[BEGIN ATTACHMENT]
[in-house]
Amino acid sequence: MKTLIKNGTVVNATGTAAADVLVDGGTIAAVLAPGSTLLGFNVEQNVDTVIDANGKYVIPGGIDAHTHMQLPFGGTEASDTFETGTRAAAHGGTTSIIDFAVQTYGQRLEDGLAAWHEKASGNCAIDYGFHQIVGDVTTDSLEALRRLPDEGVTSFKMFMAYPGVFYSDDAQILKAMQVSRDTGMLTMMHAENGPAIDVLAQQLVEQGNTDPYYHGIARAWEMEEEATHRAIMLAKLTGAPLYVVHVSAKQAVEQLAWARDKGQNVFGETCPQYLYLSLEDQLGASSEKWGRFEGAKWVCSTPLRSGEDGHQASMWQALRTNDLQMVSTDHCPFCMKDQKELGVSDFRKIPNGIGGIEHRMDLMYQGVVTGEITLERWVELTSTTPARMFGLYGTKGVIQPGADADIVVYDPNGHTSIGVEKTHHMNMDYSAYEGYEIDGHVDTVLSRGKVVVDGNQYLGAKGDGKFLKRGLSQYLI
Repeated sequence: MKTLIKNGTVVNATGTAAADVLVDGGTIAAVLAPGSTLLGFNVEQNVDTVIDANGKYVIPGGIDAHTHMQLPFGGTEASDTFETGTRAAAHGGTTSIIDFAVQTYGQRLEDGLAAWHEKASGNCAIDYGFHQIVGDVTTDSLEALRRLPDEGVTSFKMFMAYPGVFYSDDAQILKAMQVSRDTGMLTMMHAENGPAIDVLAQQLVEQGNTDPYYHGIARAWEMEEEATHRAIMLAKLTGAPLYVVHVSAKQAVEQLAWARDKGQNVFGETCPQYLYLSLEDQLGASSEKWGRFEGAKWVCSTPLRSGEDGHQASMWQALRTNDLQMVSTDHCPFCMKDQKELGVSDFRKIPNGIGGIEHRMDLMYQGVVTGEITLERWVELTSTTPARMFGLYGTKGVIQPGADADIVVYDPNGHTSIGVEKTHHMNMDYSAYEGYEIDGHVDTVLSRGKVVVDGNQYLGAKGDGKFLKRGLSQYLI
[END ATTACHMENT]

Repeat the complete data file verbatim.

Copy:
[in-house]
Amino acid sequence: MKTLIKNGTVVNATGTAAADVLVDGGTIAAVLAPGSTLLGFNVEQNVDTVIDANGKYVIPGGIDAHTHMQLPFGGTEASDTFETGTRAAAHGGTTSIIDFAVQTYGQRLEDGLAAWHEKASGNCAIDYGFHQIVGDVTTDSLEALRRLPDEGVTSFKMFMAYPGVFYSDDAQILKAMQVSRDTGMLTMMHAENGPAIDVLAQQLVEQGNTDPYYHGIARAWEMEEEATHRAIMLAKLTGAPLYVVHVSAKQAVEQLAWARDKGQNVFGETCPQYLYLSLEDQLGASSEKWGRFEGAKWVCSTPLRSGEDGHQASMWQALRTNDLQMVSTDHCPFCMKDQKELGVSDFRKIPNGIGGIEHRMDLMYQGVVTGEITLERWVELTSTTPARMFGLYGTKGVIQPGADADIVVYDPNGHTSIGVEKTHHMNMDYSAYEGYEIDGHVDTVLSRGKVVVDGNQYLGAKGDGKFLKRGLSQYLI
Repeated sequence: MKTLIKNGTVVNATGTAAADVLVDGGTIAAVLAPGSTLLGFNVEQNVDTVIDANGKYVIPGGIDAHTHMQLPFGGTEASDTFETGTRAAAHGGTTSIIDFAVQTYGQRLEDGLAAWHEKASGNCAIDYGFHQIVGDVTTDSLEALRRLPDEGVTSFKMFMAYPGVFYSDDAQILKAMQVSRDTGMLTMMHAENGPAIDVLAQQLVEQGNTDPYYHGIARAWEMEEEATHRAIMLAKLTGAPLYVVHVSAKQAVEQLAWARDKGQNVFGETCPQYLYLSLEDQLGASSEKWGRFEGAKWVCSTPLRSGEDGHQASMWQALRTNDLQMVSTDHCPFCMKDQKELGVSDFRKIPNGIGGIEHRMDLMYQGVVTGEITLERWVELTSTTPARMFGLYGTKGVIQPGADADIVVYDPNGHTSIGVEKTHHMNMDYSAYEGYEIDGHVDTVLSRGKVVVDGNQYLGAKGDGKFLKRGLSQYLI